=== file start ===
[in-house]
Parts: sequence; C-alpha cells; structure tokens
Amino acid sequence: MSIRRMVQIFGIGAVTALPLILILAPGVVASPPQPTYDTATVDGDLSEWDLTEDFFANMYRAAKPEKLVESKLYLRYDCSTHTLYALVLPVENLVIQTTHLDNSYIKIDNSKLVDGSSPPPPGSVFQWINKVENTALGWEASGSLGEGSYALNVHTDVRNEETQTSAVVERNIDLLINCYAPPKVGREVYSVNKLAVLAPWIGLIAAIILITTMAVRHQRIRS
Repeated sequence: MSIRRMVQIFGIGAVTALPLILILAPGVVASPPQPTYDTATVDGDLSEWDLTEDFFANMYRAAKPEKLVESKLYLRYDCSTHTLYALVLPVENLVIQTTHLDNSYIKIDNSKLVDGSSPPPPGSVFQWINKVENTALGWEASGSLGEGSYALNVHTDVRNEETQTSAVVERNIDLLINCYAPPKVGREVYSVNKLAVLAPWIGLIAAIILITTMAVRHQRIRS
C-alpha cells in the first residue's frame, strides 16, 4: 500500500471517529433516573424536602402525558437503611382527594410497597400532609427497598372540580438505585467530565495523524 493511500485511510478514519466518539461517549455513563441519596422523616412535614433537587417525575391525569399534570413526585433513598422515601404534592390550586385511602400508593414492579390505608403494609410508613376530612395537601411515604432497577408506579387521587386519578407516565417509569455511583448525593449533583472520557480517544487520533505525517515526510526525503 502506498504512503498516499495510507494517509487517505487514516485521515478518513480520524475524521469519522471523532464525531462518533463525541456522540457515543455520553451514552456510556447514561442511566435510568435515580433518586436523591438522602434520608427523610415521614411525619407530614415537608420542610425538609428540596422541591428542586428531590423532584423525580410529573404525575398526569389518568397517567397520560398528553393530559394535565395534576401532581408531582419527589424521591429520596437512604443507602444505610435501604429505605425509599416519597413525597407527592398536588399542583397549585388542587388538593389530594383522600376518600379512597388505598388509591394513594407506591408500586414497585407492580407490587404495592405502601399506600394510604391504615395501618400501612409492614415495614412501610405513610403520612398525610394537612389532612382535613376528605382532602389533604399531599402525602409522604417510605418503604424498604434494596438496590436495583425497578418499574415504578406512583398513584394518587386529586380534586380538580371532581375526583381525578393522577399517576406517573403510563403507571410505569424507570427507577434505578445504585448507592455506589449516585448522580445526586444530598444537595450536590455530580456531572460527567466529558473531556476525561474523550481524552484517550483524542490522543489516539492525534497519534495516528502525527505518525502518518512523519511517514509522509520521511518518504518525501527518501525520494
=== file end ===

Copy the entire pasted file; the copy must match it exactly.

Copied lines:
[in-house]
Parts: sequence; C-alpha cells; structure tokens
Amino acid sequence: MSIRRMVQIFGIGAVTALPLILILAPGVVASPPQPTYDTATVDGDLSEWDLTEDFFANMYRAAKPEKLVESKLYLRYDCSTHTLYALVLPVENLVIQTTHLDNSYIKIDNSKLVDGSSPPPPGSVFQWINKVENTALGWEASGSLGEGSYALNVHTDVRNEETQTSAVVERNIDLLINCYAPPKVGREVYSVNKLAVLAPWIGLIAAIILITTMAVRHQRIRS
Repeated sequence: MSIRRMVQIFGIGAVTALPLILILAPGVVASPPQPTYDTATVDGDLSEWDLTEDFFANMYRAAKPEKLVESKLYLRYDCSTHTLYALVLPVENLVIQTTHLDNSYIKIDNSKLVDGSSPPPPGSVFQWINKVENTALGWEASGSLGEGSYALNVHTDVRNEETQTSAVVERNIDLLINCYAPPKVGREVYSVNKLAVLAPWIGLIAAIILITTMAVRHQRIRS
C-alpha cells in the first residue's frame, strides 16, 4: 500500500471517529433516573424536602402525558437503611382527594410497597400532609427497598372540580438505585467530565495523524 493511500485511510478514519466518539461517549455513563441519596422523616412535614433537587417525575391525569399534570413526585433513598422515601404534592390550586385511602400508593414492579390505608403494609410508613376530612395537601411515604432497577408506579387521587386519578407516565417509569455511583448525593449533583472520557480517544487520533505525517515526510526525503 502506498504512503498516499495510507494517509487517505487514516485521515478518513480520524475524521469519522471523532464525531462518533463525541456522540457515543455520553451514552456510556447514561442511566435510568435515580433518586436523591438522602434520608427523610415521614411525619407530614415537608420542610425538609428540596422541591428542586428531590423532584423525580410529573404525575398526569389518568397517567397520560398528553393530559394535565395534576401532581408531582419527589424521591429520596437512604443507602444505610435501604429505605425509599416519597413525597407527592398536588399542583397549585388542587388538593389530594383522600376518600379512597388505598388509591394513594407506591408500586414497585407492580407490587404495592405502601399506600394510604391504615395501618400501612409492614415495614412501610405513610403520612398525610394537612389532612382535613376528605382532602389533604399531599402525602409522604417510605418503604424498604434494596438496590436495583425497578418499574415504578406512583398513584394518587386529586380534586380538580371532581375526583381525578393522577399517576406517573403510563403507571410505569424507570427507577434505578445504585448507592455506589449516585448522580445526586444530598444537595450536590455530580456531572460527567466529558473531556476525561474523550481524552484517550483524542490522543489516539492525534497519534495516528502525527505518525502518518512523519511517514509522509520521511518518504518525501527518501525520494